// We can rotate a point using a quaternion with the equation "rotatedPoint = quaternion * point * quaternionConjugate"
D3DXQuaternionMultiply(&temp1, &tempJointOrientation, &tempWeightPos); // ---- 3.5%
D3DXQuaternionMultiply(&temp2, &temp1, &tempJointOrientationConjugate); // ---- 3.5%
rotatedPoint.x = temp2.x;rotatedPoint.y = temp2.y;rotatedPoint.z = temp2.z;

// Now move the verices position from joint space (0,0,0) to the joints position in world space, taking the weights bias into account
tempVert->pos.x += ( tempJoint->pos.x + rotatedPoint.x ) * tempWeight->bias; // ---- 5.1 % (???)
tempVert->pos.y += ( tempJoint->pos.y + rotatedPoint.y ) * tempWeight->bias;
tempVert->pos.z += ( tempJoint->pos.z + rotatedPoint.z ) * tempWeight->bias;

// Compute the normals for this frames skeleton using the weight normals from before
// We can comput the normals the same way we compute the vertices position, only we don't have to translate them (just rotate)
tempWeightNormal.x = tempWeight->normal.x;
tempWeightNormal.y = tempWeight->normal.y;
tempWeightNormal.z = tempWeight->normal.z;
tempWeightNormal.w = 0.0f;

// Rotate the normal
D3DXQuaternionMultiply(&temp3, &tempJointOrientation, &tempWeightPos); // ---- 4.6 %
D3DXQuaternionMultiply(&temp4, &temp3, &tempJointOrientationConjugate); // ---- 6.2 %
rotatedPoint2.x = temp4.x; rotatedPoint2.y = temp4.y; rotatedPoint2.z = temp4.z;

// Add to vertices normal and ake weight bias into account
tempVert->normal.x -= rotatedPoint2.x * tempWeight->bias; // ---- 4.9 %
tempVert->normal.y -= rotatedPoint2.y * tempWeight->bias;
tempVert->normal.z -= rotatedPoint2.z * tempWeight->bias;

}

currentSubset->vertices[i]->pos = tempVert->pos; // -- 0.3%
currentSubset->vertices[i]->normal = -tempVert->normal; // --- 6.1 %
//D3DXVec3Normalize(&currentSubset->vertices[i]->normal, &-tempVert->normal); // can be done on GPU, otherwise ---- 15.0%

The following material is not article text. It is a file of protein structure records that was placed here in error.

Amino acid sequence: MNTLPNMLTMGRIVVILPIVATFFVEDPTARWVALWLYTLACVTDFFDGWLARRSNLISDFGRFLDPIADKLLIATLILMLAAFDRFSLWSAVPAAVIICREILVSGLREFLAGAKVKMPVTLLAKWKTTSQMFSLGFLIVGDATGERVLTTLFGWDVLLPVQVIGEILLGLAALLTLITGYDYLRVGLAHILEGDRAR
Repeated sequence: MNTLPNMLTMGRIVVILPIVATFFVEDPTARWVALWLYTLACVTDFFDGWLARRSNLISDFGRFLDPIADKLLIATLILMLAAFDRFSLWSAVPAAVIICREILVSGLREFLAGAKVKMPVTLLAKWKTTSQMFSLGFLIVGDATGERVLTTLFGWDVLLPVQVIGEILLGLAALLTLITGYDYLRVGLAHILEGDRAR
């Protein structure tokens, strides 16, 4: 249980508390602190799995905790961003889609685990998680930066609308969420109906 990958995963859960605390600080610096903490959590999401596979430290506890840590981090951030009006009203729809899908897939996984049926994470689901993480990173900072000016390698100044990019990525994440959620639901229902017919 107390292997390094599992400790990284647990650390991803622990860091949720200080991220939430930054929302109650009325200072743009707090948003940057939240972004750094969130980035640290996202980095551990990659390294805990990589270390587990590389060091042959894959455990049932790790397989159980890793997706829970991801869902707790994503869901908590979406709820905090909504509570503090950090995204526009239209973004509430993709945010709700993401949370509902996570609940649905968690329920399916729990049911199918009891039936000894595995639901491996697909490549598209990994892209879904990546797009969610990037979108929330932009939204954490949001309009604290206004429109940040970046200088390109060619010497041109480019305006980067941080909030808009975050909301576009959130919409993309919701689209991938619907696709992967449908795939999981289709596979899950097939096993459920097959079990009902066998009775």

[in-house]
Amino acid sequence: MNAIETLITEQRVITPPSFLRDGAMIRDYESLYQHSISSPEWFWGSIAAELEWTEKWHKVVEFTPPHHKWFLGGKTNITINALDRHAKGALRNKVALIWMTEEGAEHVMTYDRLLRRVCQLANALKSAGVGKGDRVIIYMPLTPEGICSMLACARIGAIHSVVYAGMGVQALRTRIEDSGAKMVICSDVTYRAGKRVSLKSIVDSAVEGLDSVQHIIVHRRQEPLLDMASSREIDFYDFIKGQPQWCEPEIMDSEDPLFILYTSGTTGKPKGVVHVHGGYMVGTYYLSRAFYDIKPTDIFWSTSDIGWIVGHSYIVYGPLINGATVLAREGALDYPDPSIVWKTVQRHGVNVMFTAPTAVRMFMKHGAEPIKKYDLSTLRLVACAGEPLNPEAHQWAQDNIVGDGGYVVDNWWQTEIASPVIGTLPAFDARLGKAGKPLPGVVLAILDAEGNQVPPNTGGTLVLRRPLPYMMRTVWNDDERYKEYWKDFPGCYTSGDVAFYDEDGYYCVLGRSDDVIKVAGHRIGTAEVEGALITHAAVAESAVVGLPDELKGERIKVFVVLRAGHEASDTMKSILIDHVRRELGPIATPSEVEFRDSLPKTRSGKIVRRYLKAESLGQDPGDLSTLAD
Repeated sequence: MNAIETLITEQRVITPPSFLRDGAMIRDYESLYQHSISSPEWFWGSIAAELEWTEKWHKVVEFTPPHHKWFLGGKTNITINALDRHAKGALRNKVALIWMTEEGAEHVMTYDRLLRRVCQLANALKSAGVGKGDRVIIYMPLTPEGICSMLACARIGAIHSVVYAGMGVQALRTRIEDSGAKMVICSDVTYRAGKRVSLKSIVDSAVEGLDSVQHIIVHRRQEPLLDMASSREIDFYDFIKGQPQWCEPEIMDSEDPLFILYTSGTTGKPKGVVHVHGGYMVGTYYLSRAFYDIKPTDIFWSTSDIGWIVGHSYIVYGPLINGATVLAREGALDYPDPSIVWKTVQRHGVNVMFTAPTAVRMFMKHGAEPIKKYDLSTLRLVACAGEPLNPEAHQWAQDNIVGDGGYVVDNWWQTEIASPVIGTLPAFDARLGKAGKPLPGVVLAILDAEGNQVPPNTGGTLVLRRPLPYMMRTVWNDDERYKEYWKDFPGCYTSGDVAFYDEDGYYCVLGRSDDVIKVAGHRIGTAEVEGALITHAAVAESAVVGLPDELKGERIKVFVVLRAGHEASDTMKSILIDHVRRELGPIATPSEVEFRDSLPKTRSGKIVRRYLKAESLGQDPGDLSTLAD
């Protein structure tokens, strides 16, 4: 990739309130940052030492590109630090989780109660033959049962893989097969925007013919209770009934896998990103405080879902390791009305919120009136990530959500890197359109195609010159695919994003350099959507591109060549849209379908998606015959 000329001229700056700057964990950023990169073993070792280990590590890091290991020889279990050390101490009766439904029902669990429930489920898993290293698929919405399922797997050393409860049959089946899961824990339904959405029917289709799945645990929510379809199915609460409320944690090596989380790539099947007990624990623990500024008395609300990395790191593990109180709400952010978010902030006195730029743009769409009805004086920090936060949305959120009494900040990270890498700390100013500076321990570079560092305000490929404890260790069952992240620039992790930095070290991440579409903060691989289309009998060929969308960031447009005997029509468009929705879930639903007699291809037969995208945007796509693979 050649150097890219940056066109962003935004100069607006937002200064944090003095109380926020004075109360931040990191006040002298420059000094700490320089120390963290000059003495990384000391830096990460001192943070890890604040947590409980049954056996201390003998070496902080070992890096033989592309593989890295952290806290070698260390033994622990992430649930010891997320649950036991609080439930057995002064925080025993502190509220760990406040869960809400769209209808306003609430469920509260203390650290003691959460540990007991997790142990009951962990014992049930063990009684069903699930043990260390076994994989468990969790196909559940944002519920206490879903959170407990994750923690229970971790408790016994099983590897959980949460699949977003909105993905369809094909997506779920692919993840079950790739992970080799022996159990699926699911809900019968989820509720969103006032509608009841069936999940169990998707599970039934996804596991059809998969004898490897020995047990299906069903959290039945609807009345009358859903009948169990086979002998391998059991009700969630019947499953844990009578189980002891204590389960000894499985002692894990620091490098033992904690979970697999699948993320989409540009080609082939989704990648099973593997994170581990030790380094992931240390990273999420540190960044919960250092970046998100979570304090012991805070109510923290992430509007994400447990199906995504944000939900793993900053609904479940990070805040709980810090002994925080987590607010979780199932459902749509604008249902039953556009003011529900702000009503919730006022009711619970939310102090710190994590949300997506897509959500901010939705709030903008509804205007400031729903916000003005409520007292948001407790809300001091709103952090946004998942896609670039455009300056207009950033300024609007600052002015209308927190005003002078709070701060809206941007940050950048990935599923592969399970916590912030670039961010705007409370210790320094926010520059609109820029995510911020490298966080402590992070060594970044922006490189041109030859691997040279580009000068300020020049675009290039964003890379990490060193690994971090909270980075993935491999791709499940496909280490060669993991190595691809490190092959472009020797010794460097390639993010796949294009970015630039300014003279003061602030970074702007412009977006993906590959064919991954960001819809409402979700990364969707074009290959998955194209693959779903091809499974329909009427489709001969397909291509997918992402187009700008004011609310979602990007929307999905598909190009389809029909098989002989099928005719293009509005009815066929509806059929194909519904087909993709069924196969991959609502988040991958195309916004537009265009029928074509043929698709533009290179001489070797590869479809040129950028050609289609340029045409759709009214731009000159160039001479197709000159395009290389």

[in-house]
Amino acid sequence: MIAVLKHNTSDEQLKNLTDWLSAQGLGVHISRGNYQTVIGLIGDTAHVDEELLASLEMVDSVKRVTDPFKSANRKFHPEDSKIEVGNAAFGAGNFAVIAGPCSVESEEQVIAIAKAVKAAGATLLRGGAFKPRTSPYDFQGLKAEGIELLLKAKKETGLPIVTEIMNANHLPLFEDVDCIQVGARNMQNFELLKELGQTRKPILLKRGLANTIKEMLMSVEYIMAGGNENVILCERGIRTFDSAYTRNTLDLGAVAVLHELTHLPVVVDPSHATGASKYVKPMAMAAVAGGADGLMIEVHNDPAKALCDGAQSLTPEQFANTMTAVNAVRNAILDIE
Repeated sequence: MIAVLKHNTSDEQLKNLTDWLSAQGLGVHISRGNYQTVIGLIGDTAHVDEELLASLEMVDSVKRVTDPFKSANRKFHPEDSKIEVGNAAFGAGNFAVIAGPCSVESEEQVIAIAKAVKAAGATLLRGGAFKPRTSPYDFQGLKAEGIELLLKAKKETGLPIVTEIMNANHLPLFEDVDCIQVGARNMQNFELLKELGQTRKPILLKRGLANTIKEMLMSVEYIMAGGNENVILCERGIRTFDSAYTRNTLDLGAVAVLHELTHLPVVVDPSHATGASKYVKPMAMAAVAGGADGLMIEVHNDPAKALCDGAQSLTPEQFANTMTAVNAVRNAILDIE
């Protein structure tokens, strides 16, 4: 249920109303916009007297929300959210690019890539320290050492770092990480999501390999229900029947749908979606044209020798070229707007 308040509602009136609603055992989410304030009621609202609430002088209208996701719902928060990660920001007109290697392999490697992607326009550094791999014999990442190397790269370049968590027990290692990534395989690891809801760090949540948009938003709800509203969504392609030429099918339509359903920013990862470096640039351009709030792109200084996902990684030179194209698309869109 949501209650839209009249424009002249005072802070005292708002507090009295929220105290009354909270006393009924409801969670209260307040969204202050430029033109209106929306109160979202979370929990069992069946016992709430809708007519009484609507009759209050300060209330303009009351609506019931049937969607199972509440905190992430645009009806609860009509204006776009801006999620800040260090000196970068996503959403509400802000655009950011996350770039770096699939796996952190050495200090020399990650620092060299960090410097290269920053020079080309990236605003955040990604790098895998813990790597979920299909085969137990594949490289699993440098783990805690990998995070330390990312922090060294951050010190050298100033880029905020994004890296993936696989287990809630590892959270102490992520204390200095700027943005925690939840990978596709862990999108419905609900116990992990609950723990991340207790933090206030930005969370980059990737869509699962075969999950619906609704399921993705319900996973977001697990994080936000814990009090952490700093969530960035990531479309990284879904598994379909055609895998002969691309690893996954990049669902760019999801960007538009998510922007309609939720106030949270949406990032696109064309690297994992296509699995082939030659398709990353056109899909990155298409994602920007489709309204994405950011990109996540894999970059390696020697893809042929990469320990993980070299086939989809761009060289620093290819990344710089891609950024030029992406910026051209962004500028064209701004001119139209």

}

// Put the positions into the vertices for this subset
for(uint i = 0; i < numVCurrentSubset; i++){ // ---- alltogether 5%, but I can work around this one
currentSubset->verts[i].pos = currentSubset->vertices[i]->pos;
currentSubset->verts[i].normal = currentSubset->vertices[i]->normal;
currentSubset->verts[i].texcoord = currentSubset->vertices[i]->texCoord;
}

// Copy to the GPU
D3D11_MAPPED_SUBRESOURCE mappedVertBuff;
VertexPosNormalTex *updatedV; updatedV = (VertexPosNormalTex *)mappedVertBuff.pData;

memcpy(updatedV, currentSubset->verts, numVCurrentSubset*sizeof(VertexPosNormalTex));

d3dev->devCon->Unmap(currentSubset->vertBuff, 0);
}



[/spoiler]

I am new to profiling and optimising, so any tips are welcome!

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Stuff like sqrt, sin and maybe even / are concidered expensive, but why are the basic math operations also a problem?

Probably because you're doing TONS of those basic math operations.

Why are you doing all the per vertex skinning on the CPU? This is something that can easily be done entirely on the GPU (which will do many verts in parallel, taking advantage of the easy parallelism of the problem).

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I suppose that would be a good idea. I never did that because I somehow assumed that pushing "all that stuff" to the GPU would create as much traffic as this eats away CPU.